Francis Hole – Agronomist, Quaker, conscientious objector (1913-2002). For a local angle, I added Professor Hole. As a soil scientist (agronomist) he was responsible for Wisconsin adopting a State Soil (Antigo silt loam – the soil responsible for the potato industry of central Wisconsin, but also providing sustenance to our pine forests). He completed a Bachelor’s Degree in Geology and Biology (Earlham College), a Master’s in French (Haverford College), and a PhD in Soil Science (University of Wisconsin). He was a conscientious objector in WW II and did alternative service clearing trails in the Great Smoky Mountains. He also served as my draft counselor and he played the violin. He signed his name Francis Hole, TNS (Temporarily Not Soil).

Giulio Girardi – Priest, philosopher, professor of metaphysics (1926-2012). Girardi is is the author of Sandinismo, marxismo, cristianismo: la confluencia (1987). You can probably translate that into English yourself. Written in Italian, a Spanish translation followed quickly. To the best of my knowledge it has not been published in English. The book helped shape my thinking and understanding when I worked in Nicaragua. Girardi compared the teachings of Jesus with the teachings of Marx and Sandino, asserting that putting the teachings of Christ into action on a societal level is the aim of a Marxist/Sandinist system and that we need to live in a Christ-like way individually in order to do so as a society. (I am paraphrasing some 35 years after reading.) I (very) briefly worked on a response: Sandinismo, marxismo, buddhismo: la confluencia. I compared the Marxist/Sandinist concept of the “new person”, with the Buddhist experience of the four Noble Truths and the Eightfold Path.

Image from El Nuevo Diario

Marxism/Sandinism recognized that transforming society requires more than transforming government. We have to think and interact differently if we are going to form a truly egalitarian and inclusive society. We cannot be free of oppression until we learn not to oppress others and how to live without oppression. Buddha experienced that (my wording):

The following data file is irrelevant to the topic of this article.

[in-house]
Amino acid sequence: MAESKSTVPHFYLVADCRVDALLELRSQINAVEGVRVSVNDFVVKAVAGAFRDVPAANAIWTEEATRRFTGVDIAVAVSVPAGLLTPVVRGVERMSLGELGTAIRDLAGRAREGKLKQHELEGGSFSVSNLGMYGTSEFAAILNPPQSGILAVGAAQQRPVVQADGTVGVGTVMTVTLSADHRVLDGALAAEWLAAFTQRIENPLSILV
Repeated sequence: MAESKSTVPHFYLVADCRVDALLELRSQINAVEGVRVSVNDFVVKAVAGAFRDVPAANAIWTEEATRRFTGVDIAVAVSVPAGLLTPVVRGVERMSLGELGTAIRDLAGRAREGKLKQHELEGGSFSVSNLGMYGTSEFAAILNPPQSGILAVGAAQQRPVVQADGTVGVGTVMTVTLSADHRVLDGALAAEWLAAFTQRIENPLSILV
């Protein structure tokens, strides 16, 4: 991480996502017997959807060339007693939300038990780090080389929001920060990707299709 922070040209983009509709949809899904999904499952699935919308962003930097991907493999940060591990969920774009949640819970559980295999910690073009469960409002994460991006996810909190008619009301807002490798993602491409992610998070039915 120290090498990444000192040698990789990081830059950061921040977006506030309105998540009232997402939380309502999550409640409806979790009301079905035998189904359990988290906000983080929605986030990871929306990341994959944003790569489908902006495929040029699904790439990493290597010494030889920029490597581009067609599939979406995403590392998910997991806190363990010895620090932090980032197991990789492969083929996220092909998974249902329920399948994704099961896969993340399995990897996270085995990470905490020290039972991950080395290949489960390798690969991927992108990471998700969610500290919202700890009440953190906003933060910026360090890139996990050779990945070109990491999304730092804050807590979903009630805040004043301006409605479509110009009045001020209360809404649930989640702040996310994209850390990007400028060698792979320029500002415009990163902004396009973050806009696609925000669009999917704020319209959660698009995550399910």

1) All life is suffering.
2) Suffering arises from desire.
3) To end suffering requires letting go of desire.
4) This is possible.
People tend to rebel at this, insisting that they lead a happy life. Another way to look at this is that we spend life chasing after things we want and avoiding things that we don’t want. We might call the first “pleasure” and the second “pain”. But is pursuing pleasure the same as experiencing it?
He posited the Eightfold Path to let go of desire. Briefly, this is:
1) Right Understanding,
2) Right Thought,
3) Right Speech,
4) Right Action,
5) Right Livelihood,
6) Right Effort,
7) Right Mindfulness and
8) Right Concentration.
This was to be a book, not a blog entry, so I will leave it at this. It is not enough to want to be a “good person”. Transforming self and transforming society, require actual transformation, not just incremental change. Why do you think they call it revolution?

This was one of two dinner parties I thought of that day. The other will follow. How about you? Who would you choose to talk with, if it could be anyone from any time?

[Addendum: While reading someone else‘s blog, I thought about another person to add to the mix. My recently-retired State Senator, Fred Risser, was the longest-serving legislator in US history. He was first elected in 1956 and retired in 2020. He authored the state’s “Clean Indoor Air Act”, which restricted indoor smoking. In an expansion of the “Wisconsin Idea” he authored a bill to allow those over the age of 60 to take university courses free of charge. He annually rode his age for his birthday. Here is an excerpt from his 2018 press release: “State Senator Fred Risser, who turned 91 years old May 5th, said that on Thursday, May 17th, he had completed his annual ritual of biking his age in a single day. Risser said he started his 91-mile biking trip at 7:15am at the State Capitol and returned at 6:15pm after an 11-hour ride, stopping only for lunch and rest breaks.”]